The War on Detail

Details matter in business, and in some industries, the details are everything. But the amount of detail we discuss in meetings and presentations, and the way in which we communicate it, is a daily source of frustration in most companies.

Ask yourself this question: “What percentage of meetings that you participate in cover way more detail than you needed or wanted?” If you are like most of our clients, the answer to that question is some version of “way too many.”

Now ask yourself this question: “How often do people feel that way about MY meetings?” Be honest. I thought so…

Let’s dig into why our relationship with detail is so complicated. Twenty years ago, information was much harder to accumulate, store and access than it is today. Think about how much has changed in the last twenty years, especially in the ways we consume content. Twenty years ago, very few people had home wireless, Netflix’s business model still included mailing DVDs to people, there were no smart phones or social media, no one knew what “streaming content” was, your basic cable package had less than 1000 channels… our entire relationship with content in general was very different. We wanted a lot more of it.

And in the business setting, twenty years ago, the most valuable person in most meetings was the person who could provide and dig into the details.

But that was twenty years ago.

Today, our relationship with content in general, and business details in particular, is much more complicated. We know it matters, but the vast majority of people suffer from a constant and daily state of “content overwhelm.” The biggest business problem today is not access to sufficient detail. The biggest and most common business problem today is what to do with all the information that is flowing at us. How to use it, translate it, act on it. Simplify it.

Today, the most valuable person in most meetings is not the person with all the details. The most valuable person today is the person who can explain, translate, simplify and make sense of all the information at our fingertips. The translator is the person with competitive advantage. The guy with all the details almost always works for the translator.

Now let’s go back to the meetings you lead, and the decisions you need to make about “how much detail to include.” Twenty years ago, you covered your bases by including lots of details, in an effort to make yourself look prepared. But today, that actually can make you look like you did less, like you just threw some things together, to try to cover your own you-know-what. It makes you look like you couldn’t make a choice, and that you tried to cover your lack of preparation by throwing a more-is-better quick fix at the problem. Preparation today is about showing that you have curated the details, determined what is most valuable, simplified your message, and are ready to go deeper into detail if asked.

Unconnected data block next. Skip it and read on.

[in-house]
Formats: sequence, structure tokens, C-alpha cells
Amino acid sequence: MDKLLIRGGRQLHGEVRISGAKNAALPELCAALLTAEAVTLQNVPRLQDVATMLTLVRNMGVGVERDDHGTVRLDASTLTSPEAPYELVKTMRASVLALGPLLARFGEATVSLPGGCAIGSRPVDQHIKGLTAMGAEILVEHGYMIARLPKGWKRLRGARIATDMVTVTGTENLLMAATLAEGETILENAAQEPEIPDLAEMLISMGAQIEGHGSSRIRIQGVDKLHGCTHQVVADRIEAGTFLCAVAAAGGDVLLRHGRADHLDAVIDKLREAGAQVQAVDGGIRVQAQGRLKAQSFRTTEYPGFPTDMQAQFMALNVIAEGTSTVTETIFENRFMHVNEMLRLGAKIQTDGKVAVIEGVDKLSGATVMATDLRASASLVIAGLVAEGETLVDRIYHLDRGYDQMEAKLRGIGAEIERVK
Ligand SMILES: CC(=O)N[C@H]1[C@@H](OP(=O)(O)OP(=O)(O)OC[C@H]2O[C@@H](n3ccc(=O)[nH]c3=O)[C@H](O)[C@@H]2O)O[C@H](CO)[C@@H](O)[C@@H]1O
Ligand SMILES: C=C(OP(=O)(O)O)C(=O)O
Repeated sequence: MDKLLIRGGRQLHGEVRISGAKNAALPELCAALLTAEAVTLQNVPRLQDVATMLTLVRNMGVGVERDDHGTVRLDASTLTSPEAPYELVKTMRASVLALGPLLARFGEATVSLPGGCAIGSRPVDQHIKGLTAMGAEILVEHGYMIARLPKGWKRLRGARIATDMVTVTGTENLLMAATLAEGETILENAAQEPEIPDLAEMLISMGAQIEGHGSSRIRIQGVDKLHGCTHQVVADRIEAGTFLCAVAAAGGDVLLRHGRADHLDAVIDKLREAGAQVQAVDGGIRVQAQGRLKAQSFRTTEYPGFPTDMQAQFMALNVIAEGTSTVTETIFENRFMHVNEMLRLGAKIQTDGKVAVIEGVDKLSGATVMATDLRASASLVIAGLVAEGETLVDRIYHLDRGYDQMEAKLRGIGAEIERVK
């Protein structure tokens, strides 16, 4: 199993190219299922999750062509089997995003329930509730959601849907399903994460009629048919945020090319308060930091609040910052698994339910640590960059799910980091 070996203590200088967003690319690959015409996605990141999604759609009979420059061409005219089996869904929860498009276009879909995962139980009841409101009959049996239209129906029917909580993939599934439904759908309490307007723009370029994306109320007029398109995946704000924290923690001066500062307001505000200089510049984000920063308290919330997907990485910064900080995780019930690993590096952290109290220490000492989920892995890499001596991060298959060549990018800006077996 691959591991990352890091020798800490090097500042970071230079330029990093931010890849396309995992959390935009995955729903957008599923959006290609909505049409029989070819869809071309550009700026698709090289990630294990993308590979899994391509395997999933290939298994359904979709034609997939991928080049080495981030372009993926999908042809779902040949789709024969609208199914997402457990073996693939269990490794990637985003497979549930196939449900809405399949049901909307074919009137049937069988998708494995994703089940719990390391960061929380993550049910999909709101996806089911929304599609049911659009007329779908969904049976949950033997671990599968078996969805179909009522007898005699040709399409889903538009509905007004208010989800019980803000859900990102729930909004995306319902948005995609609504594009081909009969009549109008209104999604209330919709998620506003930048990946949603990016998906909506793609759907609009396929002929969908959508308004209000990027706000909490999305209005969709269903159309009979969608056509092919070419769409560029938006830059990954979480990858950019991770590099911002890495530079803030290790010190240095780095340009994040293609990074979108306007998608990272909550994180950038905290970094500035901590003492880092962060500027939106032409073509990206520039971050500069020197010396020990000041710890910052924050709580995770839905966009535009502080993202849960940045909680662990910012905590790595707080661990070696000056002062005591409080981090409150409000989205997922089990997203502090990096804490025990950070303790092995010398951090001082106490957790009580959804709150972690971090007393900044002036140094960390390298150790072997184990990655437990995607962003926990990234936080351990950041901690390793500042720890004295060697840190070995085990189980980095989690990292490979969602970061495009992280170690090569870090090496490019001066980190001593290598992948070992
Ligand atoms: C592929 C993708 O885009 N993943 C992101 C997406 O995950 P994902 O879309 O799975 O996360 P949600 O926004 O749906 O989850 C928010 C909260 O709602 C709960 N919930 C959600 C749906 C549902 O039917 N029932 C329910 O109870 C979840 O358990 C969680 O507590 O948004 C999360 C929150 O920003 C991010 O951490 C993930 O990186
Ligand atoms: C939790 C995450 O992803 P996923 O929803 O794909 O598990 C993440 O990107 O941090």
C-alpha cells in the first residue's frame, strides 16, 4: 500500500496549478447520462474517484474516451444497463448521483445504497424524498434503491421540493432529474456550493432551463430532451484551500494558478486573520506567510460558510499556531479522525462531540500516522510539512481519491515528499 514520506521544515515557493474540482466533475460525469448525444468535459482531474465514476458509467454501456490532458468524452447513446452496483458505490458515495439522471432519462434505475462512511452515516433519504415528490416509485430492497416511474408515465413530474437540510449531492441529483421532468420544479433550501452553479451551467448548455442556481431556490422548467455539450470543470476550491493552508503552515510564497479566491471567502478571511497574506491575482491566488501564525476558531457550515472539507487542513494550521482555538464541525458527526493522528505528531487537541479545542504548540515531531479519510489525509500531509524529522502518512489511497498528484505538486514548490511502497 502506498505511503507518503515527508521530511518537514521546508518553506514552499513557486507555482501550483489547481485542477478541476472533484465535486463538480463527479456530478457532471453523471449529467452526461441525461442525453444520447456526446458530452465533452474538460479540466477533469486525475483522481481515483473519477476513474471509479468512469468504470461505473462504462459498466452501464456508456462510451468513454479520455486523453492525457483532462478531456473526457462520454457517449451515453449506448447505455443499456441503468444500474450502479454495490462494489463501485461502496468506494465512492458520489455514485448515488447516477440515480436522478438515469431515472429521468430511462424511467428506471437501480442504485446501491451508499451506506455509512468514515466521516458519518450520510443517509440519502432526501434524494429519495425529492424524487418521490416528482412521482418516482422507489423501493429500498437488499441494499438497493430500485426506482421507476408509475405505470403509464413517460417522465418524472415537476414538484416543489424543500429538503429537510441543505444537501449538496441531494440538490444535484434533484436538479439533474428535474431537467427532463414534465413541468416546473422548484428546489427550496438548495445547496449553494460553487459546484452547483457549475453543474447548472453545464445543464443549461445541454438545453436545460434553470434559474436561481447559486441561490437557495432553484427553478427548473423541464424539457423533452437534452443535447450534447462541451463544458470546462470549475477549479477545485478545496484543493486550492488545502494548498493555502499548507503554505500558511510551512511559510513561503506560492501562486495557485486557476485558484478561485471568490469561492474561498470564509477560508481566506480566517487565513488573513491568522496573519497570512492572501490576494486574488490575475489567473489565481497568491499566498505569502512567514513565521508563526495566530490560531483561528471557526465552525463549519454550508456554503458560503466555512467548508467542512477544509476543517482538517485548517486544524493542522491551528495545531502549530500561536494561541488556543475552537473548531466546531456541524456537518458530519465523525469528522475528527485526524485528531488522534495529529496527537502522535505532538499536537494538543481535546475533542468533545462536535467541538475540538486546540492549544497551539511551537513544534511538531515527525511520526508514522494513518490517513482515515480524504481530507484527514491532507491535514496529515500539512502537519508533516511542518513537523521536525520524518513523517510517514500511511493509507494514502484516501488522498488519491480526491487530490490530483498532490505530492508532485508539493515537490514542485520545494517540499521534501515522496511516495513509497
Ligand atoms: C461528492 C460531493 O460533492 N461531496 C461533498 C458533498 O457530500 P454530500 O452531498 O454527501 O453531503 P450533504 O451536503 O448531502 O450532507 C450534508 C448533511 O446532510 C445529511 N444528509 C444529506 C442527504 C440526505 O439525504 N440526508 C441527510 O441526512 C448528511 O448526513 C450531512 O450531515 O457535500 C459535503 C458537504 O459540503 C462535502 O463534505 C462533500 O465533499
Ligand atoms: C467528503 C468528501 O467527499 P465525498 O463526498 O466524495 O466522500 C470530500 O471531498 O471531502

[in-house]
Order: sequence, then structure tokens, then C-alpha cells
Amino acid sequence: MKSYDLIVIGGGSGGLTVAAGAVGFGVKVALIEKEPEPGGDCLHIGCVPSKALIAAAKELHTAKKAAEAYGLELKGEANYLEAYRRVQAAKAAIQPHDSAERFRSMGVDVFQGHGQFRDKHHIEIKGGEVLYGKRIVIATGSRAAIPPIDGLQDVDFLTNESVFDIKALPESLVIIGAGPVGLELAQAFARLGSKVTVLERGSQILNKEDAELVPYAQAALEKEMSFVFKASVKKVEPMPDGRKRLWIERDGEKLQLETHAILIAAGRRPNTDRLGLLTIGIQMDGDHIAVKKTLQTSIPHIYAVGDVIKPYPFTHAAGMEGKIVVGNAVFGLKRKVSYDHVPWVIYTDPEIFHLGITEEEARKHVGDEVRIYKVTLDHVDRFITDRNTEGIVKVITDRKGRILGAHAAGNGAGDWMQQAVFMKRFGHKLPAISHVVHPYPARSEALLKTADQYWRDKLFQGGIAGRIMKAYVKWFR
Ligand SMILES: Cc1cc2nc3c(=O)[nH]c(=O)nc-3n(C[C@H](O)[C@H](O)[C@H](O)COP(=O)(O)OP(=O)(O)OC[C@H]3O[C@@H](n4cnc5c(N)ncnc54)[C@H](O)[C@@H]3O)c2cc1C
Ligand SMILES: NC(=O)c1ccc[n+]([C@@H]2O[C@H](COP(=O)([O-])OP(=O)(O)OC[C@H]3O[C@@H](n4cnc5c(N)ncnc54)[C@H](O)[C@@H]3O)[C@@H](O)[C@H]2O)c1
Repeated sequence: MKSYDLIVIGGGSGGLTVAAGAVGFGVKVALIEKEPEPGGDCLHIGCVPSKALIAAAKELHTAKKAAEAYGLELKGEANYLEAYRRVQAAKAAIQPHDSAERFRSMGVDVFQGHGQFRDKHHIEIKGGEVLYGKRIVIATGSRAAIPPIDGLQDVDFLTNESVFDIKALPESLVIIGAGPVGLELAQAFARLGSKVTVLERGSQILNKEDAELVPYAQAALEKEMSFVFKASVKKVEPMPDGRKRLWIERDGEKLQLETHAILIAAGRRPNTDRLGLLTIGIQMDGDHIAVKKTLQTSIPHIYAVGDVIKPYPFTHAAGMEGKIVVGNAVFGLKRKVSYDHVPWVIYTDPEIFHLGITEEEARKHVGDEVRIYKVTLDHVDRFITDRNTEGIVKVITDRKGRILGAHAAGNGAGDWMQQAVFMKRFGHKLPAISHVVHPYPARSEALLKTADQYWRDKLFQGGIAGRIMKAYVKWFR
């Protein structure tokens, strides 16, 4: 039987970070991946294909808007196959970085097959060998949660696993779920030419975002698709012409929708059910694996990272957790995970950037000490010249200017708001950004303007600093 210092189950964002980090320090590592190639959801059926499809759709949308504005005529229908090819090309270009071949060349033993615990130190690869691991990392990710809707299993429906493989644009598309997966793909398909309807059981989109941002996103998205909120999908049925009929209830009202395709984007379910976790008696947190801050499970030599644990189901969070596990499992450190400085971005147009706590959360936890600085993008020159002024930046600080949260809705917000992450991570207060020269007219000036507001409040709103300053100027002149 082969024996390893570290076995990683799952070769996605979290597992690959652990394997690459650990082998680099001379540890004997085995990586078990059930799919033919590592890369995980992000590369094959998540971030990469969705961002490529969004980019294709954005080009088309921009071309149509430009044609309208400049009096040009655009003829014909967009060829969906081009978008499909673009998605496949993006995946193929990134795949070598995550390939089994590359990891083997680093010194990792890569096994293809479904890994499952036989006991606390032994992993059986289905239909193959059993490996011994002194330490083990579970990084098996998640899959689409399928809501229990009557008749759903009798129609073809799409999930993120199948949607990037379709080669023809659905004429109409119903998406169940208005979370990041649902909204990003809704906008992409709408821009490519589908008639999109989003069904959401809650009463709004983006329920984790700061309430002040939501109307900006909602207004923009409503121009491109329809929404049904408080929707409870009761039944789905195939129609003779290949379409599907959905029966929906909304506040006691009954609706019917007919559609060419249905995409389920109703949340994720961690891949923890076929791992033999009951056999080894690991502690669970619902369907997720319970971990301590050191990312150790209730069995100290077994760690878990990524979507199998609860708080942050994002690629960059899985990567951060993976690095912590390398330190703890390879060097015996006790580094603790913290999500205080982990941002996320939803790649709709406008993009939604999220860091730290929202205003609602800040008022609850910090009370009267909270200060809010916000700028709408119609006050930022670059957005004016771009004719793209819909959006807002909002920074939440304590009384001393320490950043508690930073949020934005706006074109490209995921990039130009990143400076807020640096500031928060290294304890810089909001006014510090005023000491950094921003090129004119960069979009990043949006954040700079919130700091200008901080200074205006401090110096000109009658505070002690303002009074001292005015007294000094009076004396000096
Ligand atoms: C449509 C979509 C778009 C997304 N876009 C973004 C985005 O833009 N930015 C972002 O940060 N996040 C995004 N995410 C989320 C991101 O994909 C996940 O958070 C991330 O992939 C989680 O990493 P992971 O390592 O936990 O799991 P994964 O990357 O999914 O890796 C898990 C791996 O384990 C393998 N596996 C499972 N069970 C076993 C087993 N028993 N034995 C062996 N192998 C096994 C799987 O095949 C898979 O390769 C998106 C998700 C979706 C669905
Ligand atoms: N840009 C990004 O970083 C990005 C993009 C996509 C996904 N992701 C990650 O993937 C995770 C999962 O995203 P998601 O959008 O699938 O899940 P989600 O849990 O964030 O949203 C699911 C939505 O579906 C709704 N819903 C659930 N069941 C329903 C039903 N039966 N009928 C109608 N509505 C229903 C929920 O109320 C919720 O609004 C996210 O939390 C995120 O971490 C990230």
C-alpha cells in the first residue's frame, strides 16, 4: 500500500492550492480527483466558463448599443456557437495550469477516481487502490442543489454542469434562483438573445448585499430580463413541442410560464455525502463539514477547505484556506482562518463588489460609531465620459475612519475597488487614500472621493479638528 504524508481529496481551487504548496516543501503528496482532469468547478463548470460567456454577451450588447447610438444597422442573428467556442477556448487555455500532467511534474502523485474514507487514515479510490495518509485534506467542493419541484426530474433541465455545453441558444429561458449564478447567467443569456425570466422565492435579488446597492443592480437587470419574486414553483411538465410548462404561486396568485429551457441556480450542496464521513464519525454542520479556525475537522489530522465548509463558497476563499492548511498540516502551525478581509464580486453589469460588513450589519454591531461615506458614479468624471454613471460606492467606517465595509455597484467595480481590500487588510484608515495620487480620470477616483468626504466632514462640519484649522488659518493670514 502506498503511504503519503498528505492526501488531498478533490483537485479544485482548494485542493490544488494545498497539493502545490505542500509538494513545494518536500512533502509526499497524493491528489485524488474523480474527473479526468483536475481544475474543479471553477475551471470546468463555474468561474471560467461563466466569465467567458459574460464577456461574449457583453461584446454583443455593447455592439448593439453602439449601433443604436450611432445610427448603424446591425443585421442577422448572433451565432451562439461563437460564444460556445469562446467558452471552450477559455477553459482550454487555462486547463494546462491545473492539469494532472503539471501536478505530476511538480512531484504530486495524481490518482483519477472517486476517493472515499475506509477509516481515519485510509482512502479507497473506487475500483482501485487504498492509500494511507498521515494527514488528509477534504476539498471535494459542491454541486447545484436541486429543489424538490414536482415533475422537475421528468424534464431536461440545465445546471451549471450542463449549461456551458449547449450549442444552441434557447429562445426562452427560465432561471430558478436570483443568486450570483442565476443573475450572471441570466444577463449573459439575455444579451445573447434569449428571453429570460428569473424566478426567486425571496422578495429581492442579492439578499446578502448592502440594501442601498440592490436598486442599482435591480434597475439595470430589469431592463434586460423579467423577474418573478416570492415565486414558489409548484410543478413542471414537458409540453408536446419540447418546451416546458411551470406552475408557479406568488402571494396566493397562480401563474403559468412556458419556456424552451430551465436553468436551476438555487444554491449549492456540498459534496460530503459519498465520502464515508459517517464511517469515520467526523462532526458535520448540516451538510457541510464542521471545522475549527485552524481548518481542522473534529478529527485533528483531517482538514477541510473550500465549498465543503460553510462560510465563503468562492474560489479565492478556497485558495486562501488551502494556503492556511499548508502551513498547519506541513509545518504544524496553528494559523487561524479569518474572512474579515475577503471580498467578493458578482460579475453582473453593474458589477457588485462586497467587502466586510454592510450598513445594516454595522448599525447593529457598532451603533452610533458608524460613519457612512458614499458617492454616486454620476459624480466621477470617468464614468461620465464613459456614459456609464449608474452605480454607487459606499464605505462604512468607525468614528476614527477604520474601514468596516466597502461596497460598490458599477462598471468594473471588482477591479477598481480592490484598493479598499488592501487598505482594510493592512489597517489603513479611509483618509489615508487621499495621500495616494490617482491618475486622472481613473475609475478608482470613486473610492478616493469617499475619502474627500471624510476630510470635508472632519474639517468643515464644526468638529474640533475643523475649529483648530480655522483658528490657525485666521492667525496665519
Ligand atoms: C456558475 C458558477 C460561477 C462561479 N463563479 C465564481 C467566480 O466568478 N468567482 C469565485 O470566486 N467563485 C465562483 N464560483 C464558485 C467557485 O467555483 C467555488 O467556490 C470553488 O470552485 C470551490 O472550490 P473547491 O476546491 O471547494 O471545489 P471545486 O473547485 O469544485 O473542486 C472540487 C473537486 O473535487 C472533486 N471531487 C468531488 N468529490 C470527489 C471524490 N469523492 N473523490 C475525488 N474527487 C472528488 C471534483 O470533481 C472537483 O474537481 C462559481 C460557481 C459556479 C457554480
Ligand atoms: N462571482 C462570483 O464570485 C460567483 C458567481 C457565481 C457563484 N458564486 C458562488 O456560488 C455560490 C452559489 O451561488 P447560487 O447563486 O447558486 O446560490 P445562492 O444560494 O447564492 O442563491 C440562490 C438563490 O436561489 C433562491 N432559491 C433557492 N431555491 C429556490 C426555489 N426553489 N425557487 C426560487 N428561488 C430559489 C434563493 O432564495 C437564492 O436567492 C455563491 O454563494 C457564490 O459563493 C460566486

In the lean business world of 2021, preparation for your meetings, presentations, virtual meetings, and conference calls is mission critical. No one likes having their time wasted. You need to walk into the room ready to get to the point in a valuable way. And you need to include enough detail to satisfy the expectations and facilitate discussion, but not so much that everyone is looking at their watches. In other words, details still matter. People want to know that you are on top of the situation. But if they trust you (another topic entirely, I will admit), then most of the time your audience will be appreciate your efforts to simplify things for them.

The trick is to be ready to go deep into detail via the audience’s questions, but not assume they want it all in your main message. In other words, your main slide decks should be getting shorter, and your backup slides for Q&A should be getting longer. You have to be ready to go deep, but allow the audience to take you there.

Be the one who can translate and simplify. Details still matter. But hold them in reserve, to be used if necessary. Think about, and know your audience, and start realizing that the implications for our 21st century fast-paced, information-intensive business world are significant. We must change accordingly.

Have a great day.

Does your team:
– Take too long to make decision?
– Fail to ask for what it wants or needs from you?
– Make things too complicated?
– Deliver unconvincing or disorganized presentations?
– Have new hires who are unprepared to communicate in the workplace?

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Dean Brenner

A book about change

The Latimer Group’s CEO Dean Brenner is a noted keynote speaker and author on the subject of persuasive communication. He has written three books, including Persuaded, in which he details how communication can transform organizations into highly effective, creative, transparent environments that succeed at every level.